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Before I get into the tidbits of Avios redemption on American Airlines, I’ll share my recent experience with British Airways and how redeeming Avios on American Airlines rather than booking with American using its own AAdvantage miles saved me a huge headache. At a conference in Philadelphia two weeks ago, I arrived at the hotel and was asked to provide a drivers license or an ID and a credit card for incidentals. I opened my wallet and my credit card was there. I assumed I had my drivers license and looked behind a few cards but I could not find it (I left it in my scanner at home when I was making a copy 2 days prior). I went into all out panic mode and frantically started searching my pockets, book bag, and suitcase. I took out every single card from my wallet and nothing came up. I was the guy who booked the hotel rooms for 3 other friends and I’m thinking I might be the guy who might have screwed this whole thing up. I told the receptionist “uhhh I’m really really sorry but I don’t have my drivers license with me.  I think I dropped it. The only thing I have is my school ID.  Can you match that with my credit card and make that work?” The receptionist said they generally don’t allow it but since I was there for the conference, he’d let it slide. If you are some how reading this and you are that receptionist from the Double Tree near Phildelphia International Airport,  God bless you and thank you again. Half the disaster averted. Now I realized I also had a flight from Philly to Albany two days later and not having my license would really make things difficult ( I arrived in Philly via Greyhound and they never checked for ID).  I booked my flight using British Airways Avios on American Airlines for 7.5k Avios plus $5.60 in taxes. The cash price for this one way ticket was going for $422 (!). This gave me an excellent value of 5.6 cents per Avios.  If I had booked the same flight using American Airlines miles, It would have cost me 7.5k AAdvantage miles PLUS an additional $80. If you book an award flight within 21 days of departure on American, you are subjected to an $80 “close in” fee. British Airways does not charge the same fee when using Avios to book on American. This allows you to make same day bookings (if seats are available) without losing value due to a surcharge. Since I didn’t have my license and didn’t want to deal with extra paperwork and questions from TSA trying to board my flight, I decided I would just ride back with a friend who had driven there. I called British Airways about 40 hours prior to departure and requested to cancel my flight. British Airways’ award cancellation policy is very customer friendly. As long as you cancel 24 hours or more prior to departure, they will credit your miles back without charging a fee to reinstate those miles. The only thing you would lose is the $5.60 in tax which is negligible in the grand scheme of things. Had I booked this flight using AAdvantage miles, American would have charged me $150 to cancel the flight and reinstate those miles.

 

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The cost of my flight had I used cash to pay for it. Prior to cancelling, I only used 7.5k Avios, which would have given me a value of 5.6 cents per Avios.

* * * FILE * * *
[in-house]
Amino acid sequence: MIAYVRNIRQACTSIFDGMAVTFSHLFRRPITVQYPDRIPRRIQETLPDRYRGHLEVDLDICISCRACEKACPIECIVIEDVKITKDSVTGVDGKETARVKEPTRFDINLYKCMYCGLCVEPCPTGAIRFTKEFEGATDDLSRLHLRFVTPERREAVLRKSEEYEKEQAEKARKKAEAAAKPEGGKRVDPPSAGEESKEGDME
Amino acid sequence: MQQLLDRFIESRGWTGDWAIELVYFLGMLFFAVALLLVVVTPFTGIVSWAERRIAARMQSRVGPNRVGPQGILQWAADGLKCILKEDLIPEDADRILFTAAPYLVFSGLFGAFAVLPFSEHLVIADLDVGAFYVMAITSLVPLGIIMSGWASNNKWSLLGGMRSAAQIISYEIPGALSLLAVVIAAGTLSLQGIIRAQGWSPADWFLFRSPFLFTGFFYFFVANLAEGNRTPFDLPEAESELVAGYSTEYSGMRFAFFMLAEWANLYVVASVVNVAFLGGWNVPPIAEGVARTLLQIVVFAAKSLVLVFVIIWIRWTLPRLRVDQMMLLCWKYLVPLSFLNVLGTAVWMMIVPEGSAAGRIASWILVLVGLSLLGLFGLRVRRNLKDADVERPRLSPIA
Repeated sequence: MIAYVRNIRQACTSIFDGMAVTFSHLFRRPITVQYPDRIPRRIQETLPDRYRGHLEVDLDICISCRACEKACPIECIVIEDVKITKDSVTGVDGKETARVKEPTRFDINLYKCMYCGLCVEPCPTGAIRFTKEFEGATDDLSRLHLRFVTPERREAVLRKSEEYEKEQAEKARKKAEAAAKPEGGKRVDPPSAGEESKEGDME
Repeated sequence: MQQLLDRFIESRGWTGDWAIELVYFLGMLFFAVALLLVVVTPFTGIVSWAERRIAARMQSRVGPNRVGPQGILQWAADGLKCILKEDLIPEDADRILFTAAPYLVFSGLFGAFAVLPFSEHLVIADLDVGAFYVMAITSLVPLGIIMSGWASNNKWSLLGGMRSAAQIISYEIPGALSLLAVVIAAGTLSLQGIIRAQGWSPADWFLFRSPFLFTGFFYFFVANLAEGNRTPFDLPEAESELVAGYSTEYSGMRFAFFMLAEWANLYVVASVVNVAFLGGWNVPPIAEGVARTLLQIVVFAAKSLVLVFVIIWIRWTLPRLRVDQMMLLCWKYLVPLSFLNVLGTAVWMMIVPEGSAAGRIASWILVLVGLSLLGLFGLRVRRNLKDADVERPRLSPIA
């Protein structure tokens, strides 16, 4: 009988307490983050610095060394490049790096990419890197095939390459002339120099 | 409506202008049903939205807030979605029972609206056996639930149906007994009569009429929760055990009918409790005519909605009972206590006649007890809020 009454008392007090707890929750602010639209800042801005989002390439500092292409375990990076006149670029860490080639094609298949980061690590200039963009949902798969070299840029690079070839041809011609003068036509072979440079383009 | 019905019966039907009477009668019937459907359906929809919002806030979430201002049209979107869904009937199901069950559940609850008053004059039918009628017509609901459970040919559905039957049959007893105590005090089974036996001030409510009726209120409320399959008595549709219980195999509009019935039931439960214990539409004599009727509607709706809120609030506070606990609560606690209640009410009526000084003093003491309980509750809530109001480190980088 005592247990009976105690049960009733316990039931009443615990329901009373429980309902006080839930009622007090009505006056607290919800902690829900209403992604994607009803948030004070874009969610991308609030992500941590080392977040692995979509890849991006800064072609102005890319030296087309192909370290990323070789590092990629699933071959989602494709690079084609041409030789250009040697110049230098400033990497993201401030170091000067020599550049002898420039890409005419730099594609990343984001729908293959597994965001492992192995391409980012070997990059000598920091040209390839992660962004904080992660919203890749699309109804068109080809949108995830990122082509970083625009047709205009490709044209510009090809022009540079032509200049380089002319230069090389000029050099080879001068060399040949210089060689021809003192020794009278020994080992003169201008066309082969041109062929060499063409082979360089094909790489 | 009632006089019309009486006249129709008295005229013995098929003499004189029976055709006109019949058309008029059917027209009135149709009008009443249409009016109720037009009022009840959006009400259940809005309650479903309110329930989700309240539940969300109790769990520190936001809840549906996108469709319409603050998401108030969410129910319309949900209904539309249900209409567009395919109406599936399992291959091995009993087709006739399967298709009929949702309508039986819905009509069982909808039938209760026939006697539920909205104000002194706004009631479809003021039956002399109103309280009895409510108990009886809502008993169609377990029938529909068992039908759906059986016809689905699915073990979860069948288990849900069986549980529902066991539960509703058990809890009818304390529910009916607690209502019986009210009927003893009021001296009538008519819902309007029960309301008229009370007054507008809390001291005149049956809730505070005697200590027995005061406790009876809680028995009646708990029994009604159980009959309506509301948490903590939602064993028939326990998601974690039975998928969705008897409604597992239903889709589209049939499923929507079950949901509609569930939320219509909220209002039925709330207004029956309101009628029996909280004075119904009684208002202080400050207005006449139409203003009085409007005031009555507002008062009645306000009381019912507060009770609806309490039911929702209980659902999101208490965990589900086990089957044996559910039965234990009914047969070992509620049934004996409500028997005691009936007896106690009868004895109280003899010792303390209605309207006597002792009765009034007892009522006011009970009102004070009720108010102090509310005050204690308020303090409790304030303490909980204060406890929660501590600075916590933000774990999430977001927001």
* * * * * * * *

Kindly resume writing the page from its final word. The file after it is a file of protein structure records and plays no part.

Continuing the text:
For many of the reasons highlighted above,  Executive Club is one my favorite frequent flier programs for domestic travel. BA Executive Club is a transfer partner of Chase, AMEX, and SPG, so there are many ways to get Avios (British Airways’ frequent flier curency). I have never redeemed Avios for international flights on British Airways itself because BA charges a very hefty fuel surcharge on transatlantic award flights flown on their metal. I use Avios to book flights on BA’s OneWorld partner, American Airlines. British Airways utilizes a distance based award chart which means the number of Avios used depends on the distance you’re traveling. Zone 1 costs 7.5k Avios for a one way ticket (0-1,151 miles traveled),   zone 2 costs 10k avios for a one way ticket (1,152-2000 miles traveled), and zone 3 costs 12.5k Avios for a one way ticket (2001-3000 miles traveled).  When you book a saver award using American Airlines, domestic flights that are less than 500 miles require 7.5k AAdvantage miles. Anything more than that requires 12.5k at the saver level.  I do want clarify that British Airways award availability on American Airlines isn’t a sure thing on any given date. Generally if American Airlines is showing saver award availability via their own program, there is a decent chance BA will have access to those as well. I have posted an example of a sample itinerary using both programs.

In this example, we’ll use a one way flight from Chicago (ORD) to Denver (DIA) on September 17th. Let’s start off with American Airlines:

 

We can see that there is MileSAAver availability from Chicago to Denver. A one way flight would cost 12.5 AAdvantage miles.

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There is also discounted MileSAAver availability in business class for 25k AAdvantage miles.

 

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Now let’s see how much the same flight would cost using British Airways Avios:

 

AviosORD2DIAeconomy

 

The same flight we saw above for 12.5k AAdantage miles in economy can be booked for 7.5k Avios. And if we want to book a seat in business class……..

 

AviosORD2DIABusinessClass

 

This same flight costs 25k AAdvantage miles to book in business class. Booking with British Airways only costs 15k Avios for a business class ticket. When you take into consideration that booking just an economy seat using American costs 12.5k miles, an extra 2.5k Avios to bump up to business class is a tremendous value.

Another great use of Avios is for domestic award tickets on Alaska Airlines. Unfortunately, Alaska Airlines does not show up on British Airways’ website the way American does so you would have to call them to book.  If they tell you that a phone booking would cost you a fee, kindly request them to waive it since booking an Alaska flight using Avios is not possible through their website.